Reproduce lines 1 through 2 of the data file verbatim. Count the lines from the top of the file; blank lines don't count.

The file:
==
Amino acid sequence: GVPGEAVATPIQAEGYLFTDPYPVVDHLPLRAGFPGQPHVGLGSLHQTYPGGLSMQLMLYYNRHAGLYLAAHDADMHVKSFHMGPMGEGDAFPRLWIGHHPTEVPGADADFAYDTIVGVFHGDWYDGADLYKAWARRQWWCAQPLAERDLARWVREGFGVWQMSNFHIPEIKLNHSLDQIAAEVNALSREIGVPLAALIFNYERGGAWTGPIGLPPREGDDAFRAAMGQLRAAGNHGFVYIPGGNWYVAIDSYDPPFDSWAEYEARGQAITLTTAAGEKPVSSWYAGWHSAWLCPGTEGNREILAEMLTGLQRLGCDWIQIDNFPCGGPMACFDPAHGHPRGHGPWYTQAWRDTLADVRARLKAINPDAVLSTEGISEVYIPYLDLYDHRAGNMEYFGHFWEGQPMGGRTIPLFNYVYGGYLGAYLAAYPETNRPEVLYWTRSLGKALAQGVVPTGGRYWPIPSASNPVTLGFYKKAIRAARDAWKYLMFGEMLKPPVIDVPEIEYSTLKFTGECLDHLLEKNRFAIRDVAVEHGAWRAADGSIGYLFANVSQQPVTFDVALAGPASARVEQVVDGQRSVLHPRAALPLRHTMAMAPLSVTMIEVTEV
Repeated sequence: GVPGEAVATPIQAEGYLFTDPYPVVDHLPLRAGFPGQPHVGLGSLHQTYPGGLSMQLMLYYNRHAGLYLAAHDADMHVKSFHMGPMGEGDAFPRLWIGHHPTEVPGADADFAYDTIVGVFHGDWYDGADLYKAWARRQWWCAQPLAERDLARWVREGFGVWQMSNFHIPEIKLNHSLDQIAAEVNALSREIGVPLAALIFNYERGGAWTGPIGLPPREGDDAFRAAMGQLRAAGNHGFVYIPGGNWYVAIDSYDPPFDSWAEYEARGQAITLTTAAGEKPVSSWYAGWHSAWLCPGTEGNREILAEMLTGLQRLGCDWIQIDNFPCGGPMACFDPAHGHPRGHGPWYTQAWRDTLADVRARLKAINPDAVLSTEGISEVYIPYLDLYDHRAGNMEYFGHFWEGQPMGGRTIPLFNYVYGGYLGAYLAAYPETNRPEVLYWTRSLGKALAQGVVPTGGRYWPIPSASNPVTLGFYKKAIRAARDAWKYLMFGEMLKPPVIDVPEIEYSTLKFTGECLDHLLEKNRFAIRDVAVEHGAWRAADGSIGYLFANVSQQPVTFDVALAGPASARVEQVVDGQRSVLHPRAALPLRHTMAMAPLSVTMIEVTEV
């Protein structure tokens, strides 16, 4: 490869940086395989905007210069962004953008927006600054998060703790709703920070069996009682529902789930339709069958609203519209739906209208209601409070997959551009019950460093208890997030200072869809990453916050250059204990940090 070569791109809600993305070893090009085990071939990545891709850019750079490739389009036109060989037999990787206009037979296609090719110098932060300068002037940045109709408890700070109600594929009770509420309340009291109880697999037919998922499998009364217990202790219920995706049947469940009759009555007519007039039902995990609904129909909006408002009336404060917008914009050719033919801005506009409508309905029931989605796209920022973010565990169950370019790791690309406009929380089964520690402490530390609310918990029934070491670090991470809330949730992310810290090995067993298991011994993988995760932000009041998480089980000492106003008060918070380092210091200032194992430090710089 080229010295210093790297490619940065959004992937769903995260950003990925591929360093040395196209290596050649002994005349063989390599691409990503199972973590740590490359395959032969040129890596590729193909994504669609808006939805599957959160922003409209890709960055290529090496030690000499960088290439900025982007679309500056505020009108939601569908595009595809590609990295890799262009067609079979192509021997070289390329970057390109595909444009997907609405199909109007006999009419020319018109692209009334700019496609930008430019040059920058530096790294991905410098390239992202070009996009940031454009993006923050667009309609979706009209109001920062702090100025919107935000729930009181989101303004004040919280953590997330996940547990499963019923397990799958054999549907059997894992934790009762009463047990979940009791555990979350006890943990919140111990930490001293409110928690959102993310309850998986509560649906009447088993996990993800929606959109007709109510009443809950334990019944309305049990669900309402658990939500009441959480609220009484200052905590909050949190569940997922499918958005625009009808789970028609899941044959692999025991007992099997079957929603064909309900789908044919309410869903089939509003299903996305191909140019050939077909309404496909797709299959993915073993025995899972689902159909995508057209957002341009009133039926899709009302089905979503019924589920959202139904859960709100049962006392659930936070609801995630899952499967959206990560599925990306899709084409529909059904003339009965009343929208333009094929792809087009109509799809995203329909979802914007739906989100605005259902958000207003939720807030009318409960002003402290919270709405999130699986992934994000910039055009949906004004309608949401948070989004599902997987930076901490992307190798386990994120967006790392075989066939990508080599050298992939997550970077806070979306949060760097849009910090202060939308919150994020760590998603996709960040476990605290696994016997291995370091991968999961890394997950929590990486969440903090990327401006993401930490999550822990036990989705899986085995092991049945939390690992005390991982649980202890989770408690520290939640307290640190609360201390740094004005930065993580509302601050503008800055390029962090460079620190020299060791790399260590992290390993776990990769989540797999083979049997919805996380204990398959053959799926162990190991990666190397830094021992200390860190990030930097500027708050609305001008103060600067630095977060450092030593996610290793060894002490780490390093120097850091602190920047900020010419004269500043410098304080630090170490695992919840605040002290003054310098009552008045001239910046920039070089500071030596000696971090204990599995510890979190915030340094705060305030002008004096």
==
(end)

Amino acid sequence: GVPGEAVATPIQAEGYLFTDPYPVVDHLPLRAGFPGQPHVGLGSLHQTYPGGLSMQLMLYYNRHAGLYLAAHDADMHVKSFHMGPMGEGDAFPRLWIGHHPTEVPGADADFAYDTIVGVFHGDWYDGADLYKAWARRQWWCAQPLAERDLARWVREGFGVWQMSNFHIPEIKLNHSLDQIAAEVNALSREIGVPLAALIFNYERGGAWTGPIGLPPREGDDAFRAAMGQLRAAGNHGFVYIPGGNWYVAIDSYDPPFDSWAEYEARGQAITLTTAAGEKPVSSWYAGWHSAWLCPGTEGNREILAEMLTGLQRLGCDWIQIDNFPCGGPMACFDPAHGHPRGHGPWYTQAWRDTLADVRARLKAINPDAVLSTEGISEVYIPYLDLYDHRAGNMEYFGHFWEGQPMGGRTIPLFNYVYGGYLGAYLAAYPETNRPEVLYWTRSLGKALAQGVVPTGGRYWPIPSASNPVTLGFYKKAIRAARDAWKYLMFGEMLKPPVIDVPEIEYSTLKFTGECLDHLLEKNRFAIRDVAVEHGAWRAADGSIGYLFANVSQQPVTFDVALAGPASARVEQVVDGQRSVLHPRAALPLRHTMAMAPLSVTMIEVTEV
Repeated sequence: GVPGEAVATPIQAEGYLFTDPYPVVDHLPLRAGFPGQPHVGLGSLHQTYPGGLSMQLMLYYNRHAGLYLAAHDADMHVKSFHMGPMGEGDAFPRLWIGHHPTEVPGADADFAYDTIVGVFHGDWYDGADLYKAWARRQWWCAQPLAERDLARWVREGFGVWQMSNFHIPEIKLNHSLDQIAAEVNALSREIGVPLAALIFNYERGGAWTGPIGLPPREGDDAFRAAMGQLRAAGNHGFVYIPGGNWYVAIDSYDPPFDSWAEYEARGQAITLTTAAGEKPVSSWYAGWHSAWLCPGTEGNREILAEMLTGLQRLGCDWIQIDNFPCGGPMACFDPAHGHPRGHGPWYTQAWRDTLADVRARLKAINPDAVLSTEGISEVYIPYLDLYDHRAGNMEYFGHFWEGQPMGGRTIPLFNYVYGGYLGAYLAAYPETNRPEVLYWTRSLGKALAQGVVPTGGRYWPIPSASNPVTLGFYKKAIRAARDAWKYLMFGEMLKPPVIDVPEIEYSTLKFTGECLDHLLEKNRFAIRDVAVEHGAWRAADGSIGYLFANVSQQPVTFDVALAGPASARVEQVVDGQRSVLHPRAALPLRHTMAMAPLSVTMIEVTEV